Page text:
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What does the health care law mean to you? Your story is important. We read and learn from every story and it helps us in our educational efforts. We may even use your comments (with permission) to brief legislators, inspire readers and more. Please share your story with us. Do

Pain and Surgery Recovery

After back surgery, pain is an unwelcome — and constant — part of recovery

Very little was spoken about what to expect after the surgery. I thought I understood and just said, “Let’s do it.” Spinal surgery would be a new experience, but I trusted my instincts.  The lumbar fusion took about four hours.  Two days later I fled the hospital, anxious to sleep it off in my own bed and return to a busy life.  I was in pain, but so what?  No one was happy with my hasty retreat, but physician and family knew better than to try to talk sense into me.  Meredith, my wife, could only mutter, “I hope you know what you’re doing.”

See also: 7 pain-fighting foods.

Richard Cohen

Richard M. Cohen was diagnosed with multiple sclerosis more than 30 years ago. — Richard M. Cohen

Before surgery, the pain was razor-sharp.  Every step was a nightmare.  My back was on fire.  The crisis had started years earlier from a herniated disc in my lower back. That pain had festered through the years as I developed spinal stenosis — a narrowing of the spinal canal — with vertebrae pinching nerves in some places and creating bone-on-bone pain in others.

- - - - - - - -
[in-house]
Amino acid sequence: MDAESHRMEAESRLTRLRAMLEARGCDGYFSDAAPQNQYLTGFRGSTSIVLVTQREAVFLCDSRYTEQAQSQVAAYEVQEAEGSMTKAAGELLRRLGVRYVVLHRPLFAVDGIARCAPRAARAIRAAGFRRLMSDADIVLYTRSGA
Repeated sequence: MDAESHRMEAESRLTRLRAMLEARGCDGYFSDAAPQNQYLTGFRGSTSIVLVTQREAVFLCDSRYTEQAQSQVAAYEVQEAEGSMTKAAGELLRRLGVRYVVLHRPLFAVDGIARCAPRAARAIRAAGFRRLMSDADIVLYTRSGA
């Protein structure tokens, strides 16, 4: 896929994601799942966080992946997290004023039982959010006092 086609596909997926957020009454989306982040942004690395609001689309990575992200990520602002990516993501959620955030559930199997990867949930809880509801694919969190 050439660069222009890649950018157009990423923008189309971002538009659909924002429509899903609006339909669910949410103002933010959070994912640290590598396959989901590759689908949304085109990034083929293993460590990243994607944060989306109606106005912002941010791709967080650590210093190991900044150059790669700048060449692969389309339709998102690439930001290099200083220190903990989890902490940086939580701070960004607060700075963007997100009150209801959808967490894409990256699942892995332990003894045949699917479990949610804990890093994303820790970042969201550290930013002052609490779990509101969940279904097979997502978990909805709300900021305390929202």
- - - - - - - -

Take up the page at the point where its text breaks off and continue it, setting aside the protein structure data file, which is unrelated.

My prognosis was clouded by my multiple sclerosis.  No one could say with certainty how successful the surgery might be, because they didn’t really know which piece of the physical deficit was muscular and which was neurological. In spinal surgery patients with MS, neurological function does not always return.

After an uncertain first few weeks post-surgery, when the pain seemed almost unbearable at times, everything seemed to be getting better. I was just about ready to rejoin the world outside when I arose one day to discover that my back was so weak I could barely stand straight. I could not walk more than a few feet without finding a surface to lean on.  I couldn’t even carry a cup of coffee or a glass of water into the next room. This new normal was a body hunched over, looking as if it would fold in half and crumple to the ground.

This went on for weeks. I freaked. I told my neurologist I was having an MS flare.  Frequently, the patient is the first to sense trouble, so my problems were taken seriously.  I had four consecutive days of steroid infusions at an MS center, where drugs were pumped into my body to reduce inflammation. On the final day, I was dropped off less than a block away from the clinic.  I barely made it to my appointment, collapsing in the doorway.

Next: Is it normal post-surgery pain or a relapse?

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